The combination of ampicillin and sulbactam injection is used to treat certain infections caused by bacteria, including infections of the skin, female reproductive organs, and abdomen (area between the chest and waist). Ampicillin is in a class of medications called penicillin-like antibiotics. It works by stopping the growth of bacteria. Sulbactam is in a class of medications called beta-lactamase inhibitors. It works by preventing bacteria from destroying ampicillin. Antibiotics will not work for colds, flu, or other viral infections.
Ampicillin and sulbactam comes as a powder to be mixed with liquid to be injected intravenously (into a vein) or intramuscularly (into a muscle) every 6 hours. The length of treatment depends on the type of infection being treated. Your doctor will tell you how long to use ampicillin and sulbactam injection. After your condition improves, your doctor may switch you to another antibiotic that you can take by mouth to complete your treatment.
You may receive ampicillin and sulbactam injection in a hospital, or you may use the medication at home. If you will be using ampicillin and sulbactam injection at home, your health care provider will show you how to use the medication. Be sure that you understand these directions, and ask your healthcare provider if you have any questions. Ask your healthcare provider what to do if you have any problems infusing ampicillin and sulbactam injection.
You should begin to feel better during the first few days of treatment with ampicillin and sulbactam injection. If your symptoms do not improve or if they get worse, call your doctor. If you still have symptoms of infection after you finish ampicillin and sulbactam injection, tell your doctor.
Use ampicillin and sulbactam injection until you finish the prescription, even if you feel better. If you stop using ampicillin and sulbactam injection too soon or if you skip doses, your infection may not be completely treated and the bacteria may become resistant to antibiotics.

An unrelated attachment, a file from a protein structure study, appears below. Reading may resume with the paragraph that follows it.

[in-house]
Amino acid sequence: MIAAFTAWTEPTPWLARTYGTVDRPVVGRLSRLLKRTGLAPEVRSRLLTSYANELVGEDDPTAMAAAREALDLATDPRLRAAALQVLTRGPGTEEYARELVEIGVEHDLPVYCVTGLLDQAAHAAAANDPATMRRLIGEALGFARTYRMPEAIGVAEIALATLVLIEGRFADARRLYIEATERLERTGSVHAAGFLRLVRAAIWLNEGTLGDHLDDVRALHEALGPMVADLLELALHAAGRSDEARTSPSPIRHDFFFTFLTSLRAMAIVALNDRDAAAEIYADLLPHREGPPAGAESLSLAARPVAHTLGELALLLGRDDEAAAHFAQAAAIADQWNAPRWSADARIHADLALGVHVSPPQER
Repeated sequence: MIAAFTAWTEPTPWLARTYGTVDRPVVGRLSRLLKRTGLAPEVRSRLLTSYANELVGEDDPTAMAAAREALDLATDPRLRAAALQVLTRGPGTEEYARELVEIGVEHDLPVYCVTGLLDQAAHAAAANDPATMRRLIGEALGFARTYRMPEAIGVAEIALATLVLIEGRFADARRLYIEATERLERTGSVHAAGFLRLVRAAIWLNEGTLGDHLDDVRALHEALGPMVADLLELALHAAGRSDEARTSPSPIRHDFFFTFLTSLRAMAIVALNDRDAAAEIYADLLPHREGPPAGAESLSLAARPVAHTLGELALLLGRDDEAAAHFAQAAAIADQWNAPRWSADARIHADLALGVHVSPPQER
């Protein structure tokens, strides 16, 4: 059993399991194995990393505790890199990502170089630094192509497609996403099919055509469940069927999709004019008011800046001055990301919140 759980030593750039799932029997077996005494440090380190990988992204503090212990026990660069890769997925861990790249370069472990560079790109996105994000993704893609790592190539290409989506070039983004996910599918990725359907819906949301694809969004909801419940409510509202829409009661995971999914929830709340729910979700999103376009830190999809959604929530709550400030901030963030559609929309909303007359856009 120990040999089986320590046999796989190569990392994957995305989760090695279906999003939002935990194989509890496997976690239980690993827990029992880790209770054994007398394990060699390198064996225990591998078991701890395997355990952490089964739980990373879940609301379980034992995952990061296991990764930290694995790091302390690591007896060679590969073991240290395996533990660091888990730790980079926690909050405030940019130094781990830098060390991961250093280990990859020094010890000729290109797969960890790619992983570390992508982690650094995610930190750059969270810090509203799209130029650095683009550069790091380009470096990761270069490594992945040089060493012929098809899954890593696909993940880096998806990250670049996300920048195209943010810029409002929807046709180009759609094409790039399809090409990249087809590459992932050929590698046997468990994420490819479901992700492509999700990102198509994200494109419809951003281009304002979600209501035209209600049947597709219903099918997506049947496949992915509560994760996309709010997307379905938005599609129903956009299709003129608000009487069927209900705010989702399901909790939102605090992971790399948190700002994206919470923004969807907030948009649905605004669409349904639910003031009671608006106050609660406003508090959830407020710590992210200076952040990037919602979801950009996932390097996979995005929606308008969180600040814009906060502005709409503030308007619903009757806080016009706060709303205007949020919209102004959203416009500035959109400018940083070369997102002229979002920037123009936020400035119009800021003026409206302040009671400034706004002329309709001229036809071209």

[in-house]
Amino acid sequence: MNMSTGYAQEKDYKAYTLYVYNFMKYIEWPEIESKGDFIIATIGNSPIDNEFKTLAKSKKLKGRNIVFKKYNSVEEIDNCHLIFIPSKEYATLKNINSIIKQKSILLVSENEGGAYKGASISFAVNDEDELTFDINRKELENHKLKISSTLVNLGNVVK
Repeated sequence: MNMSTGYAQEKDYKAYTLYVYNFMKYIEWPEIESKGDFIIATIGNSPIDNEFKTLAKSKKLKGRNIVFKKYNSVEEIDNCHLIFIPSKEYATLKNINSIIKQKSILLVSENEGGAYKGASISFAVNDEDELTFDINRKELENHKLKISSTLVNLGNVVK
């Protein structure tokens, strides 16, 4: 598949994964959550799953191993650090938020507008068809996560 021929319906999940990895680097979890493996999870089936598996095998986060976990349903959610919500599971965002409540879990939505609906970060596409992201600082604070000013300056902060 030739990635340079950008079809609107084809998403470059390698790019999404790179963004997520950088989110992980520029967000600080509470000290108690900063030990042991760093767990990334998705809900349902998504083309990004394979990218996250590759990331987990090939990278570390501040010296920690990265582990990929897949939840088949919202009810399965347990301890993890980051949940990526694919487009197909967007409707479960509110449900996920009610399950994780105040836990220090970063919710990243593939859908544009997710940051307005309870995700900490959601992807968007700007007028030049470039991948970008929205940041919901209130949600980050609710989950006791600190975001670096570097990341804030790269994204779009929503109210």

Ask your pharmacist or doctor for a copy of the manufacturer's information for the patient.
This medication may be prescribed for other uses; ask your doctor or pharmacist for more information.
Unless your doctor tells you otherwise, continue your normal diet.
redness, irritation, or pain at the injection site
peeling or blistering of the skin
difficulty breathing or swallowing
swelling of the eyes, face, mouth. lips, tongue, throat, hands, feet, ankles or lower legs
severe diarrhea (watery or bloody stools) that may occur with or without fever and stomach cramps (may occur up to 2 months or more after your treatment)
yellowing of the skin or eyes
Ampicillin and sulbactam injection may cause other side effects. Call your doctor if you have any unusual problems while taking this medication.
If you experience a serious side effect, you or your doctor may send a report to the Food and Drug Administration's (FDA) MedWatch Adverse Event Reporting program online [at http://www.fda.gov/Safety/MedWatch] or by phone [1-800-332-1088].
In case of overdose, call your local poison control center at 1-800-222-1222. If the victim has collapsed or is not breathing, call local emergency services at 911.
Keep all appointments with your doctor and the laboratory.
Before having any laboratory test, tell your doctor and the laboratory personnel that you are using ampicillin and sulbactam injection. If you are diabetic, use Clinistix or TesTape (not Clinitest) to test your urine for sugar while using this medication.
Ask your pharmacist any questions you have about ampicillin and sulbactam injection.
It is important for you to keep a written list of all of the prescription and nonprescription (over-the-counter) medicines you are taking, as well as any products such as vitamins, minerals, or other dietary supplements. You should bring this list with you each time you visit a doctor or if you are admitted to a hospital. It is also important information to carry with you in case of emergencies.
Last Revised - 03/15/2015
AHFS® Consumer Medication Information. © Copyright, 2015. The American Society of Health-System Pharmacists, Inc., 7272 Wisconsin Avenue, Bethesda, Maryland. All Rights Reserved. Duplication for commercial use must be authorized by ASHP.